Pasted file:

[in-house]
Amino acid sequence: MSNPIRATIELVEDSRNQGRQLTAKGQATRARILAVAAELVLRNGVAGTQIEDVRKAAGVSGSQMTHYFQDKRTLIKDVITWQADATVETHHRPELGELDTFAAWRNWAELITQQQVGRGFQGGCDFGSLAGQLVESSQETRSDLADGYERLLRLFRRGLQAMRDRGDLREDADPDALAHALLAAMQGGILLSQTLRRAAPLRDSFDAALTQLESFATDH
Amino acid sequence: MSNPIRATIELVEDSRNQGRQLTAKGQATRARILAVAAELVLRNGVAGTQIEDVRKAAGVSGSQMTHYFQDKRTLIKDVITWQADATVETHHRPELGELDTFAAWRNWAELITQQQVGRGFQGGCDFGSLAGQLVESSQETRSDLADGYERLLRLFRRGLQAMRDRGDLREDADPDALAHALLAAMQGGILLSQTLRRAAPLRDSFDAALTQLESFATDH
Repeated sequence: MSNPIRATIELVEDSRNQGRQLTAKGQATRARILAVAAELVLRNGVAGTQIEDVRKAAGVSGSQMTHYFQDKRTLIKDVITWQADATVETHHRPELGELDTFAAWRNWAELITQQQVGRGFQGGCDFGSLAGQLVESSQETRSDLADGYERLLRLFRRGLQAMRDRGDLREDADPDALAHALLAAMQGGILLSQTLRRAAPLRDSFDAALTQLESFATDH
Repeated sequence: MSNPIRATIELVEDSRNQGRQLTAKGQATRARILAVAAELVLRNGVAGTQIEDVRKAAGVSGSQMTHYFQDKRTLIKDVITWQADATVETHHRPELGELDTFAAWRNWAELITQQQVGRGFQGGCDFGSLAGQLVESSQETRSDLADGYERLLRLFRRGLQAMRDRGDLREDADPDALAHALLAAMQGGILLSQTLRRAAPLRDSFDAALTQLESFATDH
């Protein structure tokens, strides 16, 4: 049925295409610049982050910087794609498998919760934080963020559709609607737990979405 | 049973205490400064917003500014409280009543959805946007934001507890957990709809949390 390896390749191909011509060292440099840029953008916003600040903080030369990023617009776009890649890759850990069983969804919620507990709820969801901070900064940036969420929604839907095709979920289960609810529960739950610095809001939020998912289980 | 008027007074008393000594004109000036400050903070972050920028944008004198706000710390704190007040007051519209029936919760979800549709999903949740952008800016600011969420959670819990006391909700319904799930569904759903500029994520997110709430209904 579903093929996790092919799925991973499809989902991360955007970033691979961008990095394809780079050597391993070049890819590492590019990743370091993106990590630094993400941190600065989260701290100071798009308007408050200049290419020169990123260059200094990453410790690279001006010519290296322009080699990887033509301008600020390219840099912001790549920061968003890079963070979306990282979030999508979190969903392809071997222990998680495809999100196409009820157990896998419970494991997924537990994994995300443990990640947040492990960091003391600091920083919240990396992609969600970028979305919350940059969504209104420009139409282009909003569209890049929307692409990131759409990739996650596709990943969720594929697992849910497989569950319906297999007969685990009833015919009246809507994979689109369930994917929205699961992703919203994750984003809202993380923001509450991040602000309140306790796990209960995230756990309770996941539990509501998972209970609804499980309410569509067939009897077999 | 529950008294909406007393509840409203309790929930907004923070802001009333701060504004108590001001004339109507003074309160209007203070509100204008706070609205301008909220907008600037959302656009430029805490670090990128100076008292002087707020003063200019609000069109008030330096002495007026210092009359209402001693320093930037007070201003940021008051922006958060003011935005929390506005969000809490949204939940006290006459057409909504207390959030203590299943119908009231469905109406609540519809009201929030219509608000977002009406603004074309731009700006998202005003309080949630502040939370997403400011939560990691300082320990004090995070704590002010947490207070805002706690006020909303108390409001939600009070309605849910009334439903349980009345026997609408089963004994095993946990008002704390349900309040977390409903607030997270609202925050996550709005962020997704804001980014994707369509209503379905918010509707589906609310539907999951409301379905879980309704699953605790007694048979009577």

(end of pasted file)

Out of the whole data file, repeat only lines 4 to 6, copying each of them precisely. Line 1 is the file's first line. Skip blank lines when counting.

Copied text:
Repeated sequence: MSNPIRATIELVEDSRNQGRQLTAKGQATRARILAVAAELVLRNGVAGTQIEDVRKAAGVSGSQMTHYFQDKRTLIKDVITWQADATVETHHRPELGELDTFAAWRNWAELITQQQVGRGFQGGCDFGSLAGQLVESSQETRSDLADGYERLLRLFRRGLQAMRDRGDLREDADPDALAHALLAAMQGGILLSQTLRRAAPLRDSFDAALTQLESFATDH
Repeated sequence: MSNPIRATIELVEDSRNQGRQLTAKGQATRARILAVAAELVLRNGVAGTQIEDVRKAAGVSGSQMTHYFQDKRTLIKDVITWQADATVETHHRPELGELDTFAAWRNWAELITQQQVGRGFQGGCDFGSLAGQLVESSQETRSDLADGYERLLRLFRRGLQAMRDRGDLREDADPDALAHALLAAMQGGILLSQTLRRAAPLRDSFDAALTQLESFATDH
């Protein structure tokens, strides 16, 4: 049925295409610049982050910087794609498998919760934080963020559709609607737990979405 | 049973205490400064917003500014409280009543959805946007934001507890957990709809949390 390896390749191909011509060292440099840029953008916003600040903080030369990023617009776009890649890759850990069983969804919620507990709820969801901070900064940036969420929604839907095709979920289960609810529960739950610095809001939020998912289980 | 008027007074008393000594004109000036400050903070972050920028944008004198706000710390704190007040007051519209029936919760979800549709999903949740952008800016600011969420959670819990006391909700319904799930569904759903500029994520997110709430209904 579903093929996790092919799925991973499809989902991360955007970033691979961008990095394809780079050597391993070049890819590492590019990743370091993106990590630094993400941190600065989260701290100071798009308007408050200049290419020169990123260059200094990453410790690279001006010519290296322009080699990887033509301008600020390219840099912001790549920061968003890079963070979306990282979030999508979190969903392809071997222990998680495809999100196409009820157990896998419970494991997924537990994994995300443990990640947040492990960091003391600091920083919240990396992609969600970028979305919350940059969504209104420009139409282009909003569209890049929307692409990131759409990739996650596709990943969720594929697992849910497989569950319906297999007969685990009833015919009246809507994979689109369930994917929205699961992703919203994750984003809202993380923001509450991040602000309140306790796990209960995230756990309770996941539990509501998972209970609804499980309410569509067939009897077999 | 529950008294909406007393509840409203309790929930907004923070802001009333701060504004108590001001004339109507003074309160209007203070509100204008706070609205301008909220907008600037959302656009430029805490670090990128100076008292002087707020003063200019609000069109008030330096002495007026210092009359209402001693320093930037007070201003940021008051922006958060003011935005929390506005969000809490949204939940006290006459057409909504207390959030203590299943119908009231469905109406609540519809009201929030219509608000977002009406603004074309731009700006998202005003309080949630502040939370997403400011939560990691300082320990004090995070704590002010947490207070805002706690006020909303108390409001939600009070309605849910009334439903349980009345026997609408089963004994095993946990008002704390349900309040977390409903607030997270609202925050996550709005962020997704804001980014994707369509209503379905918010509707589906609310539907999951409301379905879980309704699953605790007694048979009577």